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By Eric Metaxas

Roald Dahl and the Forest of Sin

Bring up the name Roald Dahl and you will get explosively mixed reactions. For every reader who celebrates his writing as magical and fun--half the households in America, it seems, possess at least one battered paperback of a children's book by Dahl--there is another who will decry his dark cruelty, his juvenile desire to shock and subvert, not to mention the misogyny and even anti-Semitism with which he is charged. What, if we could bottle it, would be the quintessence of this writer who inspires devotion and censure in equal measure?

Roald Dahl was famous for all of his adult life. While still in his midtwenties he turned the RAF myth of the gremlins that bedeviled WW II pilots into a children's story and sold the idea to Walt Disney, who nearly made it into a movie. A decade later he married film star Patricia Neal, and not long after that was selling his trademark macabre short stories to the New Yorker. But it is in his later guise, as a children's author, that most of us know Dahl--as the writer of the extraordinary "James and the Giant Peach" and "Charlie and the Chocolate Factory." The latter, made into the film "Willy Wonka and the Chocolate Factory," starring Gene Wilder, propelled Dahl to wider fame than he had previously known, but it is the recent film version of the former--"James and the Giant Peach"--that represents a kind of apotheosis for its author.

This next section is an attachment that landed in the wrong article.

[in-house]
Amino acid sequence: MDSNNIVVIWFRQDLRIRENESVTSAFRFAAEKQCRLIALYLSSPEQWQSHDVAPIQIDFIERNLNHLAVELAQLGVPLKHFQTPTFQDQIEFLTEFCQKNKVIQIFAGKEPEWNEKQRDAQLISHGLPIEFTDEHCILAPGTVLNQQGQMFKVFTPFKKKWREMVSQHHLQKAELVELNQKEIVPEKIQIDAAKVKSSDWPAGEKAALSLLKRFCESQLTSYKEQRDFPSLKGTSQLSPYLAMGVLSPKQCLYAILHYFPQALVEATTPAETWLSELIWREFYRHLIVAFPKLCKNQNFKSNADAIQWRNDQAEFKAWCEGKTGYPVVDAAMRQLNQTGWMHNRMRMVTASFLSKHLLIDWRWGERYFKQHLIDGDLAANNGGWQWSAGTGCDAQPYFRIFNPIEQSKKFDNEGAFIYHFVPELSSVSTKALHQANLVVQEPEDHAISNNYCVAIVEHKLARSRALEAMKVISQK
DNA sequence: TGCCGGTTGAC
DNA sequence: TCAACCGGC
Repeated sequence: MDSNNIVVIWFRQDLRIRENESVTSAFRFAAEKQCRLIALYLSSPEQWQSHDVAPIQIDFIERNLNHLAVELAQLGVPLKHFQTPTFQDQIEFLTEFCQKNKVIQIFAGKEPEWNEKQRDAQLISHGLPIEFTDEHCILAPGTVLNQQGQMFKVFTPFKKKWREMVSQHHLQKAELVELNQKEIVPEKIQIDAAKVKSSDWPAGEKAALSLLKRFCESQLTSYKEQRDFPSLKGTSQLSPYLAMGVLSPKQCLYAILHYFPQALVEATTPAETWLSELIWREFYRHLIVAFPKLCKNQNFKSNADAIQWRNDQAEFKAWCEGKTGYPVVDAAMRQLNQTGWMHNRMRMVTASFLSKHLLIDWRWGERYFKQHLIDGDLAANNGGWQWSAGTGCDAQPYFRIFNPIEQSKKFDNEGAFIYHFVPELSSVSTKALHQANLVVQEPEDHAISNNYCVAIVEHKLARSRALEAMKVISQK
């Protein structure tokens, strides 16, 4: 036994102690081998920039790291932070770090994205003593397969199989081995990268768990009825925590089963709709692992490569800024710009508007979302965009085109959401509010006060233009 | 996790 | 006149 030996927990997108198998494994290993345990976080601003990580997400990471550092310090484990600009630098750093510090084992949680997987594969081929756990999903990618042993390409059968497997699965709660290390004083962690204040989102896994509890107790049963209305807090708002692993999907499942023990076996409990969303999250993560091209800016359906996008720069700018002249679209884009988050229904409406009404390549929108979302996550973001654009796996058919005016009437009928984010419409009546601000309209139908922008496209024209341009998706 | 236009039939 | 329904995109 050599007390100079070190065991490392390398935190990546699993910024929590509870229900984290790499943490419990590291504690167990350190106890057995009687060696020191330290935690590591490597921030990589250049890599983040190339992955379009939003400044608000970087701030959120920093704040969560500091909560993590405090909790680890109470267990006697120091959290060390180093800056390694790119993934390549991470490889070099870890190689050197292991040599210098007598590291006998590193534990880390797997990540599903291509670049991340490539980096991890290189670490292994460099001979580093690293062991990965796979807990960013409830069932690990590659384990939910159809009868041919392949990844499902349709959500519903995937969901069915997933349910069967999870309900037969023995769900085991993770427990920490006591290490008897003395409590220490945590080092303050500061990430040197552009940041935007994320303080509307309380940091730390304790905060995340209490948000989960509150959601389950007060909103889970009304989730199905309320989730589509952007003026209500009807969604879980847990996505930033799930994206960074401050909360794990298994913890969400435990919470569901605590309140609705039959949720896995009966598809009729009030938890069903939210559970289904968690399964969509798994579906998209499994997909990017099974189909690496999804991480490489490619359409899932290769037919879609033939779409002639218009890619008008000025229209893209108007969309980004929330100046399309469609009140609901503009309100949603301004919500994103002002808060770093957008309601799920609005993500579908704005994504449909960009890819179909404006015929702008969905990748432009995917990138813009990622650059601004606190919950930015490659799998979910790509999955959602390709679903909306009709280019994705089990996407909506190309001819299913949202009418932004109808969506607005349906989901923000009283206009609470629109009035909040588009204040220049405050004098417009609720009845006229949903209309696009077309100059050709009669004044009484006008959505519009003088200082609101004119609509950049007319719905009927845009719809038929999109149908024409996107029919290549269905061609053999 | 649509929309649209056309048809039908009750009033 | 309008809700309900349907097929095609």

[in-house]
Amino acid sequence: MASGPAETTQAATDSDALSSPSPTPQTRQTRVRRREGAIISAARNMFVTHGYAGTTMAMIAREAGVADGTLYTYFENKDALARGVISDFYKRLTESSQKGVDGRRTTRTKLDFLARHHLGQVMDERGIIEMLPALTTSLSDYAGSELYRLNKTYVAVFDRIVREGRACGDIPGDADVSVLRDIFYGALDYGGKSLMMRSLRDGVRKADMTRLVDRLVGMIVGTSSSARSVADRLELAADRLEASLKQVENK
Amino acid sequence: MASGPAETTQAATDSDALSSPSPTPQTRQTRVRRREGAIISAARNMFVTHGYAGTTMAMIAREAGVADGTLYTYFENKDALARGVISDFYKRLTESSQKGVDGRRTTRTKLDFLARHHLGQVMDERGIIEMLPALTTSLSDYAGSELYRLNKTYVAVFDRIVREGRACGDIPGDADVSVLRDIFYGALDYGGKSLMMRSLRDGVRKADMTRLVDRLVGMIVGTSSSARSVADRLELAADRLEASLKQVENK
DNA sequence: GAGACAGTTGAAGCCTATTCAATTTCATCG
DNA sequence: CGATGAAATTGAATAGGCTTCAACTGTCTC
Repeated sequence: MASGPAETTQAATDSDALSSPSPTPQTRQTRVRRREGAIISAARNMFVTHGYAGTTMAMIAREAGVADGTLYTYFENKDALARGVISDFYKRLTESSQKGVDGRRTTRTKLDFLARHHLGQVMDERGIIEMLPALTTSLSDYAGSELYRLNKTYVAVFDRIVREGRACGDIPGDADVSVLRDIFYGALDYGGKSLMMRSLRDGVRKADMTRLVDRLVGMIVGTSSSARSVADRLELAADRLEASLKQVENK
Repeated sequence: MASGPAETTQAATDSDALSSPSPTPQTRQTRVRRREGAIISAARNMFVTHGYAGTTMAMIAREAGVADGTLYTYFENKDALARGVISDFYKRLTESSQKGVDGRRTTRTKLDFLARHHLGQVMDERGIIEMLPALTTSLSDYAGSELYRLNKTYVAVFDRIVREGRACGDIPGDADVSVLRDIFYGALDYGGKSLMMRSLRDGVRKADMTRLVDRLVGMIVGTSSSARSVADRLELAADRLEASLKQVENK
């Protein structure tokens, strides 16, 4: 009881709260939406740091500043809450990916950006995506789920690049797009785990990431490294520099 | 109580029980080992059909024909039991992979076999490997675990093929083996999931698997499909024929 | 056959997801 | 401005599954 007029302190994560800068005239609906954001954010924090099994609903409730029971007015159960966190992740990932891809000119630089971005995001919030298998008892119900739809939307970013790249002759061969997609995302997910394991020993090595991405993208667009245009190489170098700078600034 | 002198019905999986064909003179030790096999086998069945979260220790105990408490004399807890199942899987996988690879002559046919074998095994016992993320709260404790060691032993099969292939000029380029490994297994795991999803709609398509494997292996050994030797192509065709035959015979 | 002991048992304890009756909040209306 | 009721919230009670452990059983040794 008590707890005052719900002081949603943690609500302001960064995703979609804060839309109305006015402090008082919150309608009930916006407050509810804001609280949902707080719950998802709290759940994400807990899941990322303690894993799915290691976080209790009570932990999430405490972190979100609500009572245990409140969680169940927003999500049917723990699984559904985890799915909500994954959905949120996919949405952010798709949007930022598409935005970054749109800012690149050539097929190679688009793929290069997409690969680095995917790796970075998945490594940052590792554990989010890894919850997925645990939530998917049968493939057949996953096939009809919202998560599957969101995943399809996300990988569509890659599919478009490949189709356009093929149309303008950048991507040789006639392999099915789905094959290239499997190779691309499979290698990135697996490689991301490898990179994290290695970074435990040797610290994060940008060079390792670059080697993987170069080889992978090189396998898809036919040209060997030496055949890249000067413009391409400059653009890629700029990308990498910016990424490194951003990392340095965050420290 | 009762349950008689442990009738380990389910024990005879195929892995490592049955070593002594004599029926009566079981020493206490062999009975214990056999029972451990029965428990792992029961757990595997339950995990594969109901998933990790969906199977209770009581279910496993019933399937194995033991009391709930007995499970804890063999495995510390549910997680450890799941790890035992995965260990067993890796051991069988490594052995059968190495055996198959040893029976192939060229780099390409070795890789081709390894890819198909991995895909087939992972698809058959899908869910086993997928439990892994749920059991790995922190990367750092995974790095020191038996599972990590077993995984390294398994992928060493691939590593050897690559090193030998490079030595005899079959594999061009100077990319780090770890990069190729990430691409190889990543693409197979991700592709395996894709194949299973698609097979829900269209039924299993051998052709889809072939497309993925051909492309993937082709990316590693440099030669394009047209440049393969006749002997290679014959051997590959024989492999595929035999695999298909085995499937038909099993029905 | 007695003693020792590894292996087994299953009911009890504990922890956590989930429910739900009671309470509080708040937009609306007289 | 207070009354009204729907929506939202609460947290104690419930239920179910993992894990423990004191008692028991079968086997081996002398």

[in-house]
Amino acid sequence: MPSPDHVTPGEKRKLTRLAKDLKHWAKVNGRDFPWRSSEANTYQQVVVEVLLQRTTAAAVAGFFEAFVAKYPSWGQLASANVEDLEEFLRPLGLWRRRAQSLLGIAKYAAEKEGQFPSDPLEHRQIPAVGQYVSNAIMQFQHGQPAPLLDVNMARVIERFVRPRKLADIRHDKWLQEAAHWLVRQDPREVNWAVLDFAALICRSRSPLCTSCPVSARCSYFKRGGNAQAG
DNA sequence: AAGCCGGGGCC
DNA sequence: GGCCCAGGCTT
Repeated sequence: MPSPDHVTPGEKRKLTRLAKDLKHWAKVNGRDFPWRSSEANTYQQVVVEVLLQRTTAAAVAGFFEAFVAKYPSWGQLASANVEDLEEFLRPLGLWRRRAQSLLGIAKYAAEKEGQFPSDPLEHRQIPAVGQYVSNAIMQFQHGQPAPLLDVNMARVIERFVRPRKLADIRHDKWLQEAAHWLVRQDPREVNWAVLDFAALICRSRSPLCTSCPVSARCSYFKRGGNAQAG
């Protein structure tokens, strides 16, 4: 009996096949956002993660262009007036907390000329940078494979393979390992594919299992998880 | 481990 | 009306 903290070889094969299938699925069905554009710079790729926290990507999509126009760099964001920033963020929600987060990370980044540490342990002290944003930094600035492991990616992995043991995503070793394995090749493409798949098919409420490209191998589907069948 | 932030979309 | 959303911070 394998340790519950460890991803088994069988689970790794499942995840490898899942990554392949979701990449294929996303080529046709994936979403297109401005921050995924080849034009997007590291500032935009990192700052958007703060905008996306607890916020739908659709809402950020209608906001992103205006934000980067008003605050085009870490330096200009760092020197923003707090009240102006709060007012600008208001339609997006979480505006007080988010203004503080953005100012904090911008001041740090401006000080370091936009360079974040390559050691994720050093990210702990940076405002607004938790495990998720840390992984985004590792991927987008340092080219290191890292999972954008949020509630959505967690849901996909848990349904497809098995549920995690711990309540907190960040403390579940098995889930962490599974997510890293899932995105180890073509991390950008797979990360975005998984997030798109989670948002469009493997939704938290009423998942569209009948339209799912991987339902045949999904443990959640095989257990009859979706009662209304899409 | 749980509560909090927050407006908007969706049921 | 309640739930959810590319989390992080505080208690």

That film, produced by Disney, has received lukewarm notices. It fails for a number of reasons. That the music is flat and forgettable is its most unexpected shortcoming, viewed against Disney's annual triumphs in the animated musical genre. But the movie's biggest and saddest problem is that it misses the lightness and sweetness of Dahl's book. The movie's insects, designed by illustrator Lane Smith, are ugly chic, which is to say hiply and deliberately unattractive. One doesn't expect plush versions of these peach-dwelling creepy-crawlies to be hot gift items come Christmas. But the story and characters ...

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